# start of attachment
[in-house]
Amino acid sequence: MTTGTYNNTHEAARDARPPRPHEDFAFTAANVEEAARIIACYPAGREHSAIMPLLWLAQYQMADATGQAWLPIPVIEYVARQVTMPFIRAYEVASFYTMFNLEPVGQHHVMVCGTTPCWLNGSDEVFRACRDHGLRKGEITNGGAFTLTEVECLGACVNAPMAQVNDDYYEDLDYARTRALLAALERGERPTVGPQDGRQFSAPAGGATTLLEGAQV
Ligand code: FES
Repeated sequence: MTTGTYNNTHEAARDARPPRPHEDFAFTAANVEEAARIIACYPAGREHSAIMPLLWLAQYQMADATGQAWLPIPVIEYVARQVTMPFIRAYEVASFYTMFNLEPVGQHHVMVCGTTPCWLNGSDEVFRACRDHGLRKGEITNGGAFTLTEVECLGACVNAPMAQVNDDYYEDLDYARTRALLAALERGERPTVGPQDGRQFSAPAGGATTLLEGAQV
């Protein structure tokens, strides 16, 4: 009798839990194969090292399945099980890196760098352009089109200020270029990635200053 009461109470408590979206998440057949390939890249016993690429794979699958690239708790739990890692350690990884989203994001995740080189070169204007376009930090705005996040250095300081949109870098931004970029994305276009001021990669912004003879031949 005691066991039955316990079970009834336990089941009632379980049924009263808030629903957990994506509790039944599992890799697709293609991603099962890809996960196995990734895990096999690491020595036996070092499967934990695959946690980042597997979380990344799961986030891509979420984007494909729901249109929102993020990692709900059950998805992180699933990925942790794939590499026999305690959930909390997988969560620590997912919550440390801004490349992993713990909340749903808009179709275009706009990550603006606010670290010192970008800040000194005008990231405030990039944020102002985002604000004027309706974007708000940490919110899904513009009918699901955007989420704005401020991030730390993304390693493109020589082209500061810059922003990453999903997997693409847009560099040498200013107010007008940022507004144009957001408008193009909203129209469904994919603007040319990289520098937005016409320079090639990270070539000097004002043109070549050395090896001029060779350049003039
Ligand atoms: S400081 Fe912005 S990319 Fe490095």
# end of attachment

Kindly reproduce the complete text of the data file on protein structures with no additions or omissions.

[in-house]
Amino acid sequence: MTTGTYNNTHEAARDARPPRPHEDFAFTAANVEEAARIIACYPAGREHSAIMPLLWLAQYQMADATGQAWLPIPVIEYVARQVTMPFIRAYEVASFYTMFNLEPVGQHHVMVCGTTPCWLNGSDEVFRACRDHGLRKGEITNGGAFTLTEVECLGACVNAPMAQVNDDYYEDLDYARTRALLAALERGERPTVGPQDGRQFSAPAGGATTLLEGAQV
Ligand code: FES
Repeated sequence: MTTGTYNNTHEAARDARPPRPHEDFAFTAANVEEAARIIACYPAGREHSAIMPLLWLAQYQMADATGQAWLPIPVIEYVARQVTMPFIRAYEVASFYTMFNLEPVGQHHVMVCGTTPCWLNGSDEVFRACRDHGLRKGEITNGGAFTLTEVECLGACVNAPMAQVNDDYYEDLDYARTRALLAALERGERPTVGPQDGRQFSAPAGGATTLLEGAQV
């Protein structure tokens, strides 16, 4: 009798839990194969090292399945099980890196760098352009089109200020270029990635200053 009461109470408590979206998440057949390939890249016993690429794979699958690239708790739990890692350690990884989203994001995740080189070169204007376009930090705005996040250095300081949109870098931004970029994305276009001021990669912004003879031949 005691066991039955316990079970009834336990089941009632379980049924009263808030629903957990994506509790039944599992890799697709293609991603099962890809996960196995990734895990096999690491020595036996070092499967934990695959946690980042597997979380990344799961986030891509979420984007494909729901249109929102993020990692709900059950998805992180699933990925942790794939590499026999305690959930909390997988969560620590997912919550440390801004490349992993713990909340749903808009179709275009706009990550603006606010670290010192970008800040000194005008990231405030990039944020102002985002604000004027309706974007708000940490919110899904513009009918699901955007989420704005401020991030730390993304390693493109020589082209500061810059922003990453999903997997693409847009560099040498200013107010007008940022507004144009957001408008193009909203129209469904994919603007040319990289520098937005016409320079090639990270070539000097004002043109070549050395090896001029060779350049003039
Ligand atoms: S400081 Fe912005 S990319 Fe490095």